Rapid rule-out algorithm for NSTEMI deemed safe, effective
The European Society of Cardiology (ESC)'s algorithm for rapid rule-out and rule-in of non-ST-segment elevation myocardial infarction (NSTEMI) using high-sensitivity cardiac troponin appears safe and effective in triaging patients, a large multicenter study found.
Researchers prospectively enrolled patients in six countries who presented to the ED with symptoms of NSTEMI from May 2006 to April 2016. High-sensitivity cardiac troponin T (hs-cTnT) and high-sensitivity cardiac troponin I (hs-cTnI) were measured at presentation and after one hour. The ESC hs-cTn 0/1-h algorithm uses assay-specific cutoff levels for hs-cTnT and hs-cTnI, in conjunction with other clinical information such as clinical assessment and electrocardiography, to triage patients very early to rule out or rule in myocardial infarction. In the current study, negative predictive value (NPV) for NSTEMI was used to quantify rule-out safety, positive predictive value (PPV) was used to quantify rule-in accuracy, and the proportion of patients triaged within one hour was used to quantify overall efficacy. Results were published Aug. 7, 2018, issue of the Journal of the American College of Cardiology.
NSTEMI prevalence was 17%. Among 4,368 patients for whom hs-cTnT measurements were available, safety of rule-out (NPV, 99.8%; 2,488 of 2,493 patients), accuracy of rule-in (PPV, 74.5%; 572 of 768 patients), and overall efficacy were high, with three-fourths of patients assigned either to rule-out (57%; 2,493 of 4,368 patients) or rule-in (18%; 768 of 4,368 patients). Among 3,500 patients for whom hs-cTnI measurements were available, safety of rule-out (NPV, 99.7%; 1,528 of 1,533 patients), accuracy of rule-in (PPV, 62.3%; 498 of 800 patients), and overall efficacy were high, with more than two-thirds of patients assigned either to rule-out (44%; 1,533 of 3,500 patients) or rule-in (23%; 800 of 3,500 patients). The researchers noted that excellent safety was confirmed in multiple subgroup analyses including patients who presented three hours or less after chest pain onset.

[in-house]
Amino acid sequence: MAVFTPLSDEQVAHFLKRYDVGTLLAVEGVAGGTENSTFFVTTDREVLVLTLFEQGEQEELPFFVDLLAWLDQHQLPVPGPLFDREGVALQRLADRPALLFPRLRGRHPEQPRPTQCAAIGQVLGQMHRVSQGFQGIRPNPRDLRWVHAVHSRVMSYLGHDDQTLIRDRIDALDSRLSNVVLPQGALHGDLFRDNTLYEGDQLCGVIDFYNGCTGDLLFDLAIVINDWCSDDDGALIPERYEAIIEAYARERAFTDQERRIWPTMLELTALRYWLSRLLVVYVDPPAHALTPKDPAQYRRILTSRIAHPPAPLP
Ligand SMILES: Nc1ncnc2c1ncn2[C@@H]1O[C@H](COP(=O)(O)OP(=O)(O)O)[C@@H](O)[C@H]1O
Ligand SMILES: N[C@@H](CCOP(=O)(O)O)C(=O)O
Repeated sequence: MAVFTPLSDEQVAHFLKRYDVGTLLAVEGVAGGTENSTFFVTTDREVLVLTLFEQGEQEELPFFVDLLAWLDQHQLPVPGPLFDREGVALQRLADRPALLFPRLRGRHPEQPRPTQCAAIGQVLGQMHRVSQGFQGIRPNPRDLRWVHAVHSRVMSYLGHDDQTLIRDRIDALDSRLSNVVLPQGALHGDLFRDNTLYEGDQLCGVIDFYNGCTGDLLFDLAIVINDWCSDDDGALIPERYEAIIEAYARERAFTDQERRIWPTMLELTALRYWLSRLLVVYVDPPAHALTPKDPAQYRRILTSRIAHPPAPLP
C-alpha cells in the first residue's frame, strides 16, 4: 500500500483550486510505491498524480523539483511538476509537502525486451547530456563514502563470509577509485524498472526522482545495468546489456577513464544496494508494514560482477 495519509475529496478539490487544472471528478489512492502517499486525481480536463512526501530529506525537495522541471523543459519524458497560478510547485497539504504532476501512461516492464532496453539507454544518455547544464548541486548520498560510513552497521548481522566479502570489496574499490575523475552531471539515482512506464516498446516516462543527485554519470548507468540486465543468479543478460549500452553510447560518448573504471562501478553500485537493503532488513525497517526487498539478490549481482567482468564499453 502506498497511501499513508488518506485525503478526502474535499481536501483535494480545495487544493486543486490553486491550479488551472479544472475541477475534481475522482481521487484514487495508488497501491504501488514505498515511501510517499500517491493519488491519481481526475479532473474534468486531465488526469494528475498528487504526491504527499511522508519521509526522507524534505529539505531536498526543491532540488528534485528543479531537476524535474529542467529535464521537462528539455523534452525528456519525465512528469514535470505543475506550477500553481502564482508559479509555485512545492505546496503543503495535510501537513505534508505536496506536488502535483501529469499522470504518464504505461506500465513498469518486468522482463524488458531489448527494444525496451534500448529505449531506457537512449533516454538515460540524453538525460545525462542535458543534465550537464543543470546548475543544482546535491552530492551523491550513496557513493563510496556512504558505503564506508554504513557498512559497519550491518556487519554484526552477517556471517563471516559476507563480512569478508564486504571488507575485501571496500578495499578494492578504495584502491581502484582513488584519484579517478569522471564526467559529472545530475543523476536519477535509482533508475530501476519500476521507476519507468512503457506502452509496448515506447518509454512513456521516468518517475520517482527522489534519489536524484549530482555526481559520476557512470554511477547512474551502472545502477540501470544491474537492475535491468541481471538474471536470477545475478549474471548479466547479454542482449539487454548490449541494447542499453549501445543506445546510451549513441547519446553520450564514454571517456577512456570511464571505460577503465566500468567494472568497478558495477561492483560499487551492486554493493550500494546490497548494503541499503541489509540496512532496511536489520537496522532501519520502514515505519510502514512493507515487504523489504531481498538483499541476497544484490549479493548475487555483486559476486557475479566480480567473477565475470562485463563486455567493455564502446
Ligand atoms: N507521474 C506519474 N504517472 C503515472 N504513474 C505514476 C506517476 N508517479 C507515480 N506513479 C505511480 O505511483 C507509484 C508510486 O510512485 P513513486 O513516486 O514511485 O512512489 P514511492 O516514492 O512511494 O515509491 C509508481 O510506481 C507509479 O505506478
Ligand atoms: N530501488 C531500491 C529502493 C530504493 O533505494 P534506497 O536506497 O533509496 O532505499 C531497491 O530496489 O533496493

All diagnostic algorithms based on high-sensitivity cardiac troponin should always be used in conjunction with all other information available to the clinicians, including vital signs, 12-lead electrocardiogram, and chest pain characteristics, the authors wrote.
“The combination of the ESC 0/1-h algorithm with quantified clinical judgment seems particular[ly] valuable, as it has been shown to help identify patients with UA [unstable angina], the more benign acute coronary syndrome phenotype. Moreover, it is important to mention that beyond the ESC 0/1-h algorithm, other early biomarker-based strategies also have been developed and seem to justify clinical use,” the authors wrote.
An editorial noted that many patients, particularly low-risk individuals who present at least three hours after the onset of symptoms, can have acute myocardial infarction excluded with high-sensitivity troponin testing, assuming the FDA approves the values used in Europe and in this study.
“Even then, however, caution is advised when dealing with patient subsets such as the elderly, the critically ill, individuals with end-stage renal disease, those who present with atypical symptoms, and perhaps also those who present very early after the onset of symptoms,” the editorial cautioned. “It is likely for these reasons and others that an independent evaluation employing this approach in an emergency medicine setting performed far less well than in the present study.”